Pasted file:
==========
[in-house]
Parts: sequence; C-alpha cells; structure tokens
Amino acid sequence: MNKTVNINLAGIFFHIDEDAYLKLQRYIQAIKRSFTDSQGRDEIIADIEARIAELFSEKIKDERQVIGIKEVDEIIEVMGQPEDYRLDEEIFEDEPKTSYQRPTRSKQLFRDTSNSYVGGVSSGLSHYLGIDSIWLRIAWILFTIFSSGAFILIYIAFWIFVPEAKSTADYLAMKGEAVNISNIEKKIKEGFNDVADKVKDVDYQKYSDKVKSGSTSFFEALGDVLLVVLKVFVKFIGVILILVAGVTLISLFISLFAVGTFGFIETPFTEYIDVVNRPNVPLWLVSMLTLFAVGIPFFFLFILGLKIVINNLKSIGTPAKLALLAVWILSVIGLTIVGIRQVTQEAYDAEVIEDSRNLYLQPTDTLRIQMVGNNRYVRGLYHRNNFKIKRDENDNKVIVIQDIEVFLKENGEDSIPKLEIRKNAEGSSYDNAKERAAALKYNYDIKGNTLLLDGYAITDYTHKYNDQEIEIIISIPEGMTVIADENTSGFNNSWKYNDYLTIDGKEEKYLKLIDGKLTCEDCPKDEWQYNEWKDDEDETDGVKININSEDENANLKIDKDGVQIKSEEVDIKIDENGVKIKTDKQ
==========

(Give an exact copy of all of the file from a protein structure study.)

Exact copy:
[in-house]
Parts: sequence; C-alpha cells; structure tokens
Amino acid sequence: MNKTVNINLAGIFFHIDEDAYLKLQRYIQAIKRSFTDSQGRDEIIADIEARIAELFSEKIKDERQVIGIKEVDEIIEVMGQPEDYRLDEEIFEDEPKTSYQRPTRSKQLFRDTSNSYVGGVSSGLSHYLGIDSIWLRIAWILFTIFSSGAFILIYIAFWIFVPEAKSTADYLAMKGEAVNISNIEKKIKEGFNDVADKVKDVDYQKYSDKVKSGSTSFFEALGDVLLVVLKVFVKFIGVILILVAGVTLISLFISLFAVGTFGFIETPFTEYIDVVNRPNVPLWLVSMLTLFAVGIPFFFLFILGLKIVINNLKSIGTPAKLALLAVWILSVIGLTIVGIRQVTQEAYDAEVIEDSRNLYLQPTDTLRIQMVGNNRYVRGLYHRNNFKIKRDENDNKVIVIQDIEVFLKENGEDSIPKLEIRKNAEGSSYDNAKERAAALKYNYDIKGNTLLLDGYAITDYTHKYNDQEIEIIISIPEGMTVIADENTSGFNNSWKYNDYLTIDGKEEKYLKLIDGKLTCEDCPKDEWQYNEWKDDEDETDGVKININSEDENANLKIDKDGVQIKSEEVDIKIDENGVKIKTDKQ